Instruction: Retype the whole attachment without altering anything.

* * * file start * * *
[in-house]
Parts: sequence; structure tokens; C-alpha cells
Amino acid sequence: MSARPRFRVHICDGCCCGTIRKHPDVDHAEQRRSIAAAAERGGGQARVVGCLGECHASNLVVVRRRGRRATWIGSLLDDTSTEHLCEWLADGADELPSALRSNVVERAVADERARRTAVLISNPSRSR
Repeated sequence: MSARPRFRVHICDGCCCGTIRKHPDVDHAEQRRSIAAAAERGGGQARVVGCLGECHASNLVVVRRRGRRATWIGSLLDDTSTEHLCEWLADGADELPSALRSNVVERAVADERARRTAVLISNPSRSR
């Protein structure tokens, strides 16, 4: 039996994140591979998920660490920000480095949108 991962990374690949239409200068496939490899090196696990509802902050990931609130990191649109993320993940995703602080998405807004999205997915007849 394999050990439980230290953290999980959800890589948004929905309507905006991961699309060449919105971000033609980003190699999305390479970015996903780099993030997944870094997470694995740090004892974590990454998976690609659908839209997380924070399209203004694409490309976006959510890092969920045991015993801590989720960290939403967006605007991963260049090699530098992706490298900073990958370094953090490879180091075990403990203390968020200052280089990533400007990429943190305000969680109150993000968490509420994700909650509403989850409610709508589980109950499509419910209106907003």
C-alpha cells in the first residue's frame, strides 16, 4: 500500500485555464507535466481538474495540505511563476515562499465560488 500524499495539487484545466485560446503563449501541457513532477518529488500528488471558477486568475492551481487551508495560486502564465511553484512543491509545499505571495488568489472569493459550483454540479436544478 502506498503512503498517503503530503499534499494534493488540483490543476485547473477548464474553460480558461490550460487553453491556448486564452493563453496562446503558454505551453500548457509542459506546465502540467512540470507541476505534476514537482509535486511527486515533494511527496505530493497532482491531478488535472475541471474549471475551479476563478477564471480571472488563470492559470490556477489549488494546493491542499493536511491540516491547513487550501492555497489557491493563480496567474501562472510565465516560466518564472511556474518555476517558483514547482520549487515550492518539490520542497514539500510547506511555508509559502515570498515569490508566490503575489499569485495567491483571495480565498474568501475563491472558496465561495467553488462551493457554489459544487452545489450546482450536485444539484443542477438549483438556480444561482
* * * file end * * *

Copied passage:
[in-house]
Parts: sequence; structure tokens; C-alpha cells
Amino acid sequence: MSARPRFRVHICDGCCCGTIRKHPDVDHAEQRRSIAAAAERGGGQARVVGCLGECHASNLVVVRRRGRRATWIGSLLDDTSTEHLCEWLADGADELPSALRSNVVERAVADERARRTAVLISNPSRSR
Repeated sequence: MSARPRFRVHICDGCCCGTIRKHPDVDHAEQRRSIAAAAERGGGQARVVGCLGECHASNLVVVRRRGRRATWIGSLLDDTSTEHLCEWLADGADELPSALRSNVVERAVADERARRTAVLISNPSRSR
């Protein structure tokens, strides 16, 4: 039996994140591979998920660490920000480095949108 991962990374690949239409200068496939490899090196696990509802902050990931609130990191649109993320993940995703602080998405807004999205997915007849 394999050990439980230290953290999980959800890589948004929905309507905006991961699309060449919105971000033609980003190699999305390479970015996903780099993030997944870094997470694995740090004892974590990454998976690609659908839209997380924070399209203004694409490309976006959510890092969920045991015993801590989720960290939403967006605007991963260049090699530098992706490298900073990958370094953090490879180091075990403990203390968020200052280089990533400007990429943190305000969680109150993000968490509420994700909650509403989850409610709508589980109950499509419910209106907003």
C-alpha cells in the first residue's frame, strides 16, 4: 500500500485555464507535466481538474495540505511563476515562499465560488 500524499495539487484545466485560446503563449501541457513532477518529488500528488471558477486568475492551481487551508495560486502564465511553484512543491509545499505571495488568489472569493459550483454540479436544478 502506498503512503498517503503530503499534499494534493488540483490543476485547473477548464474553460480558461490550460487553453491556448486564452493563453496562446503558454505551453500548457509542459506546465502540467512540470507541476505534476514537482509535486511527486515533494511527496505530493497532482491531478488535472475541471474549471475551479476563478477564471480571472488563470492559470490556477489549488494546493491542499493536511491540516491547513487550501492555497489557491493563480496567474501562472510565465516560466518564472511556474518555476517558483514547482520549487515550492518539490520542497514539500510547506511555508509559502515570498515569490508566490503575489499569485495567491483571495480565498474568501475563491472558496465561495467553488462551493457554489459544487452545489450546482450536485444539484443542477438549483438556480444561482